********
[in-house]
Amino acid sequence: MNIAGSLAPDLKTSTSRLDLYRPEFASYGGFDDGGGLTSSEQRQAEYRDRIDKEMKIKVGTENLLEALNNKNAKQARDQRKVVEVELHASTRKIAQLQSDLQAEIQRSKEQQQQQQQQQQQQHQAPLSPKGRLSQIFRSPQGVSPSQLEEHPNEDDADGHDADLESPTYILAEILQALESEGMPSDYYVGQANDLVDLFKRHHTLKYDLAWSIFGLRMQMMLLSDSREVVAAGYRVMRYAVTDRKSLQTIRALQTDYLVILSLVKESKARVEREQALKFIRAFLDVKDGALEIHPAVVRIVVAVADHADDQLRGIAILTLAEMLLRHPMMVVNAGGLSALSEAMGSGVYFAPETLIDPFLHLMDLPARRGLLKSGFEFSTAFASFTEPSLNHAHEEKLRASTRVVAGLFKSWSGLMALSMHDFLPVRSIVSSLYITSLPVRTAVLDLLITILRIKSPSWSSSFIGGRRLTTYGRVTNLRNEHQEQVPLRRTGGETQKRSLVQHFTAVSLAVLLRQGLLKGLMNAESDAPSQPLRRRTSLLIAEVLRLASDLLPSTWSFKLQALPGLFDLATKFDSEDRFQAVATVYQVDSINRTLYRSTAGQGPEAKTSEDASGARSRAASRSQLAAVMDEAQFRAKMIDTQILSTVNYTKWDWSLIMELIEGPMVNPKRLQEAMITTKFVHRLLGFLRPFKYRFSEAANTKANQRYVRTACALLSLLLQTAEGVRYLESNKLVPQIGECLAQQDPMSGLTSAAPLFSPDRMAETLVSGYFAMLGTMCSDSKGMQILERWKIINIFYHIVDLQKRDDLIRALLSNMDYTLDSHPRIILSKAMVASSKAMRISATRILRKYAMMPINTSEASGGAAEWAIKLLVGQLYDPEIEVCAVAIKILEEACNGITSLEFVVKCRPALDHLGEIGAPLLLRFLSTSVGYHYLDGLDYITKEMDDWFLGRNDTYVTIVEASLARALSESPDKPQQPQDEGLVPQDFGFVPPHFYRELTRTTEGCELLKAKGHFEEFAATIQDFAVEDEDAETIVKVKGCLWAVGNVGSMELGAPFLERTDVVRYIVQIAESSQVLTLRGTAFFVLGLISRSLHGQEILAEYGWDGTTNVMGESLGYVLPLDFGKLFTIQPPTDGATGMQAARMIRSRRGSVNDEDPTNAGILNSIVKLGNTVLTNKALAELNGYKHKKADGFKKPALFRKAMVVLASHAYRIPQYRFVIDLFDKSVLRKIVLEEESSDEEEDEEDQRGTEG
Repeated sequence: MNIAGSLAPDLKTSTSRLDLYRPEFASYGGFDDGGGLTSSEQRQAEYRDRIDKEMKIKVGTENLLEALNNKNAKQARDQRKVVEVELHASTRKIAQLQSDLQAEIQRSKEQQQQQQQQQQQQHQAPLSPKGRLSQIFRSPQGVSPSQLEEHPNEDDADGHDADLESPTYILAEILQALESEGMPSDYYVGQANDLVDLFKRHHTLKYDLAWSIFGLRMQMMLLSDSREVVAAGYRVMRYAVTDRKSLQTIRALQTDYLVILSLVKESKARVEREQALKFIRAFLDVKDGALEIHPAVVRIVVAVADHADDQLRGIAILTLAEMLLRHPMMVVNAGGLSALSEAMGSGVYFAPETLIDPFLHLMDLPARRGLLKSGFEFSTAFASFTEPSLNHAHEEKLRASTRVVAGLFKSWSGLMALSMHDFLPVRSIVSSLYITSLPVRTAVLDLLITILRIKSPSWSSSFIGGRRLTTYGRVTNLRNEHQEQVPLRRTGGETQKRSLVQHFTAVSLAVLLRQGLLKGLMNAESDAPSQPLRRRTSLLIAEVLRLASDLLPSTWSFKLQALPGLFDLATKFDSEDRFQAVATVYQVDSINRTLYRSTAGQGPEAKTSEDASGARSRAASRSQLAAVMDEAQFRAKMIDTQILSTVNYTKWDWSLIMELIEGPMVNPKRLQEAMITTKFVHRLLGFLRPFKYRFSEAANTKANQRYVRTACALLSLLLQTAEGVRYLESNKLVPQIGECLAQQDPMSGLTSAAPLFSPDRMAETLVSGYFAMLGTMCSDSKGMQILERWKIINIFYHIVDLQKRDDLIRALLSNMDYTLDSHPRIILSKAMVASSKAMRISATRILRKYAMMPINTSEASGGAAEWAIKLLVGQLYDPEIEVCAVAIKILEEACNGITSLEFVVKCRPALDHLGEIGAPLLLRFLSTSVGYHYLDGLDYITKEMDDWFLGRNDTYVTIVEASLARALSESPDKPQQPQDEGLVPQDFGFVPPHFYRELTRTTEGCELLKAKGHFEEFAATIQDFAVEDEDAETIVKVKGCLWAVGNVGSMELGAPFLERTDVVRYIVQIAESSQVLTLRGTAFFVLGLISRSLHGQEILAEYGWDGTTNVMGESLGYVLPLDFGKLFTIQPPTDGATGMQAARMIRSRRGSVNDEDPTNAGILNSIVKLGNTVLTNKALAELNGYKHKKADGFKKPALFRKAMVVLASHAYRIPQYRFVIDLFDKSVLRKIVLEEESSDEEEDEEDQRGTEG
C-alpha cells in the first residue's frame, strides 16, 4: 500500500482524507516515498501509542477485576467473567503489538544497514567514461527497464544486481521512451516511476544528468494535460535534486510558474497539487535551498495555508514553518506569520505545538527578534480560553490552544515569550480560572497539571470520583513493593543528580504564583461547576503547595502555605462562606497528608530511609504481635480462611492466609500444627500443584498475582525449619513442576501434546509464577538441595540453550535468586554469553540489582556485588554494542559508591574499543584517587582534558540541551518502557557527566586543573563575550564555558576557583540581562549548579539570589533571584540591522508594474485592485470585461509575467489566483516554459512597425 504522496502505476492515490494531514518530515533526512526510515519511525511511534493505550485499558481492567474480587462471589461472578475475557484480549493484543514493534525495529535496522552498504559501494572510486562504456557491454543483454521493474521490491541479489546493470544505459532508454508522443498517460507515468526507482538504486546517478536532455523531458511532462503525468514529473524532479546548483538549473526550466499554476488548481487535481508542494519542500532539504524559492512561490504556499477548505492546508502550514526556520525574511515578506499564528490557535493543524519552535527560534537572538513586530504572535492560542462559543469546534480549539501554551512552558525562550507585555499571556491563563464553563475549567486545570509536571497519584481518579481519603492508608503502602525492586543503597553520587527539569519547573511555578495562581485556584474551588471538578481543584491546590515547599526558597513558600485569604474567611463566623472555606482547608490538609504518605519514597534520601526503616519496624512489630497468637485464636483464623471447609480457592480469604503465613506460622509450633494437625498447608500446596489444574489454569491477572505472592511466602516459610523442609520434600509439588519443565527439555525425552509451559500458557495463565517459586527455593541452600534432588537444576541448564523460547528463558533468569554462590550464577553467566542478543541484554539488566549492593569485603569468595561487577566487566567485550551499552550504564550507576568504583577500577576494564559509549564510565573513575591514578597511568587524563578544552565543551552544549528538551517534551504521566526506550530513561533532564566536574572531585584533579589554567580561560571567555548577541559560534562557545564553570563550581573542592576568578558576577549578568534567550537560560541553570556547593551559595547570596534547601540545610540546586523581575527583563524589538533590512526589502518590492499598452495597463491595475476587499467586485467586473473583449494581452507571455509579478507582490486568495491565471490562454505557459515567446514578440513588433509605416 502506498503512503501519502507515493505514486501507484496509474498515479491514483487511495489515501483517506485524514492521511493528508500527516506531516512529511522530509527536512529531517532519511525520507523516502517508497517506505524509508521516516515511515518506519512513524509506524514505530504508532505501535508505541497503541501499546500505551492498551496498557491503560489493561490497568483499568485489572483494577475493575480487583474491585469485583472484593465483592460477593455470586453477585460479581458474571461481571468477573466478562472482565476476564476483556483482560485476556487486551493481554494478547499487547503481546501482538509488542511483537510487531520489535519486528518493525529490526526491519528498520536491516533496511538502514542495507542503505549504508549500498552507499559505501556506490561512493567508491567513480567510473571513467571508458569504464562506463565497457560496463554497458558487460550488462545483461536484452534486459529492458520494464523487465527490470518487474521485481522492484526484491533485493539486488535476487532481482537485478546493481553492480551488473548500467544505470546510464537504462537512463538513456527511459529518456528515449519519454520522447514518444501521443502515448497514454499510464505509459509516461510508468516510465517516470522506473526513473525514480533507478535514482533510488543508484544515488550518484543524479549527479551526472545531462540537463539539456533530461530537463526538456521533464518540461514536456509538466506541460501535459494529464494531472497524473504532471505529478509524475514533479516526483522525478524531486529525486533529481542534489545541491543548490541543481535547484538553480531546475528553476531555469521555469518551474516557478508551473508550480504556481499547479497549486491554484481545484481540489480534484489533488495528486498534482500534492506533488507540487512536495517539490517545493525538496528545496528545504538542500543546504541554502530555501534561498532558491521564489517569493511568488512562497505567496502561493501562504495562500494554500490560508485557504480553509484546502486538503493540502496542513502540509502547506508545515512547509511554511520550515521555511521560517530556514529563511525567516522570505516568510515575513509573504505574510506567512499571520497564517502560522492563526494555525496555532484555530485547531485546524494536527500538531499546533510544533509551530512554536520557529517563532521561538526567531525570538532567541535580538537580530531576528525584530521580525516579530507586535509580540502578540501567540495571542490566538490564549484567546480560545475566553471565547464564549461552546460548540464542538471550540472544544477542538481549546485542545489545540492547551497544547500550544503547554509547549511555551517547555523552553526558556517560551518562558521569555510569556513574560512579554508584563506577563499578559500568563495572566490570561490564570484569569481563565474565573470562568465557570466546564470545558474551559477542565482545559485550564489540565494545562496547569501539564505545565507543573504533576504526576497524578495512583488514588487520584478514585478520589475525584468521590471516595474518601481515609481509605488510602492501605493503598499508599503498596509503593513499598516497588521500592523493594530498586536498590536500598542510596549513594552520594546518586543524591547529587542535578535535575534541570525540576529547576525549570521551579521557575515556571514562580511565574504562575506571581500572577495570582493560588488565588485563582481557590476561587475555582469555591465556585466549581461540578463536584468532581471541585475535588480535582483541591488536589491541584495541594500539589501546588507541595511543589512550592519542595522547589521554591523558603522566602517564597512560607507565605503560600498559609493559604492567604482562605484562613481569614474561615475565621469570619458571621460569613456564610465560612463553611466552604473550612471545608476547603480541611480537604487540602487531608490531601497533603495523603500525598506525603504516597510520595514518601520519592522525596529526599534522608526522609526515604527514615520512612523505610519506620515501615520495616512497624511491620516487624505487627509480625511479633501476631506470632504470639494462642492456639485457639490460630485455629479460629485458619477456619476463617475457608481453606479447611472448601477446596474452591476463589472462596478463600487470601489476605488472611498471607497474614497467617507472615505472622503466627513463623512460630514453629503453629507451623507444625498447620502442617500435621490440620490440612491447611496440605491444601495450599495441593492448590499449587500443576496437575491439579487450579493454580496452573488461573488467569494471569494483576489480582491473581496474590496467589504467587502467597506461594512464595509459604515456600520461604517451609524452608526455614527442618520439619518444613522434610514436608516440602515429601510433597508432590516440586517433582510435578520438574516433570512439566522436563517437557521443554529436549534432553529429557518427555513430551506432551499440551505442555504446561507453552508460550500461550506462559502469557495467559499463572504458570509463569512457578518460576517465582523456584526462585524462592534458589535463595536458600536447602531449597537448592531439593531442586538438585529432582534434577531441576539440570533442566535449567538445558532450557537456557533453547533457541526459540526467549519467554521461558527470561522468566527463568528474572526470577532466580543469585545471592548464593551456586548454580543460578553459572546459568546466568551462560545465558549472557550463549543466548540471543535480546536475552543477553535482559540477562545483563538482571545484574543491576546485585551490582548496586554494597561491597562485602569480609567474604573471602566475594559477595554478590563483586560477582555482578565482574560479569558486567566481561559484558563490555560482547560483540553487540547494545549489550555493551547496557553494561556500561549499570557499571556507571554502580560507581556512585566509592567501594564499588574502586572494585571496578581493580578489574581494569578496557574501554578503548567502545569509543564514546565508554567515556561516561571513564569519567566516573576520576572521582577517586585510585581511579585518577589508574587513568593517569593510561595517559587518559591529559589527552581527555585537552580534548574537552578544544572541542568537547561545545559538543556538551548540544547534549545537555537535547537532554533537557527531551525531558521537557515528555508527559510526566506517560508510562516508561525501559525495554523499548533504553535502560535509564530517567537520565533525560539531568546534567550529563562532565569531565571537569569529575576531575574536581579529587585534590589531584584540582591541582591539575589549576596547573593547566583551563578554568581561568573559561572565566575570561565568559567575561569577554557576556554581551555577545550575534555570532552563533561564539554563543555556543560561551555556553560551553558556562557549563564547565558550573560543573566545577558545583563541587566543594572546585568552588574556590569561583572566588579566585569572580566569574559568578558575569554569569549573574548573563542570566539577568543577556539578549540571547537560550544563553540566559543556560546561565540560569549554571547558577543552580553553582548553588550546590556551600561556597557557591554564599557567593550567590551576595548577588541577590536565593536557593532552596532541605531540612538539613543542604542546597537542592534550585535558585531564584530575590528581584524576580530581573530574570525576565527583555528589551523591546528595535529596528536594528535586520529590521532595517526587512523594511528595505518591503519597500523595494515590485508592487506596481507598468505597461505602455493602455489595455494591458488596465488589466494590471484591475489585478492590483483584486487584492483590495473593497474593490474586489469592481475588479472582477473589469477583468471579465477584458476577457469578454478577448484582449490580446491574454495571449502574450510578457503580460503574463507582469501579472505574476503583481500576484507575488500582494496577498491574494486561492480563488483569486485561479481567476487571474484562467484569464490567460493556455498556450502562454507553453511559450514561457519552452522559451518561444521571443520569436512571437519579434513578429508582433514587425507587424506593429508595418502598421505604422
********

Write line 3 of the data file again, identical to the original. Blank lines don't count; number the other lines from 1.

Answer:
Repeated sequence: MNIAGSLAPDLKTSTSRLDLYRPEFASYGGFDDGGGLTSSEQRQAEYRDRIDKEMKIKVGTENLLEALNNKNAKQARDQRKVVEVELHASTRKIAQLQSDLQAEIQRSKEQQQQQQQQQQQQHQAPLSPKGRLSQIFRSPQGVSPSQLEEHPNEDDADGHDADLESPTYILAEILQALESEGMPSDYYVGQANDLVDLFKRHHTLKYDLAWSIFGLRMQMMLLSDSREVVAAGYRVMRYAVTDRKSLQTIRALQTDYLVILSLVKESKARVEREQALKFIRAFLDVKDGALEIHPAVVRIVVAVADHADDQLRGIAILTLAEMLLRHPMMVVNAGGLSALSEAMGSGVYFAPETLIDPFLHLMDLPARRGLLKSGFEFSTAFASFTEPSLNHAHEEKLRASTRVVAGLFKSWSGLMALSMHDFLPVRSIVSSLYITSLPVRTAVLDLLITILRIKSPSWSSSFIGGRRLTTYGRVTNLRNEHQEQVPLRRTGGETQKRSLVQHFTAVSLAVLLRQGLLKGLMNAESDAPSQPLRRRTSLLIAEVLRLASDLLPSTWSFKLQALPGLFDLATKFDSEDRFQAVATVYQVDSINRTLYRSTAGQGPEAKTSEDASGARSRAASRSQLAAVMDEAQFRAKMIDTQILSTVNYTKWDWSLIMELIEGPMVNPKRLQEAMITTKFVHRLLGFLRPFKYRFSEAANTKANQRYVRTACALLSLLLQTAEGVRYLESNKLVPQIGECLAQQDPMSGLTSAAPLFSPDRMAETLVSGYFAMLGTMCSDSKGMQILERWKIINIFYHIVDLQKRDDLIRALLSNMDYTLDSHPRIILSKAMVASSKAMRISATRILRKYAMMPINTSEASGGAAEWAIKLLVGQLYDPEIEVCAVAIKILEEACNGITSLEFVVKCRPALDHLGEIGAPLLLRFLSTSVGYHYLDGLDYITKEMDDWFLGRNDTYVTIVEASLARALSESPDKPQQPQDEGLVPQDFGFVPPHFYRELTRTTEGCELLKAKGHFEEFAATIQDFAVEDEDAETIVKVKGCLWAVGNVGSMELGAPFLERTDVVRYIVQIAESSQVLTLRGTAFFVLGLISRSLHGQEILAEYGWDGTTNVMGESLGYVLPLDFGKLFTIQPPTDGATGMQAARMIRSRRGSVNDEDPTNAGILNSIVKLGNTVLTNKALAELNGYKHKKADGFKKPALFRKAMVVLASHAYRIPQYRFVIDLFDKSVLRKIVLEEESSDEEEDEEDQRGTEG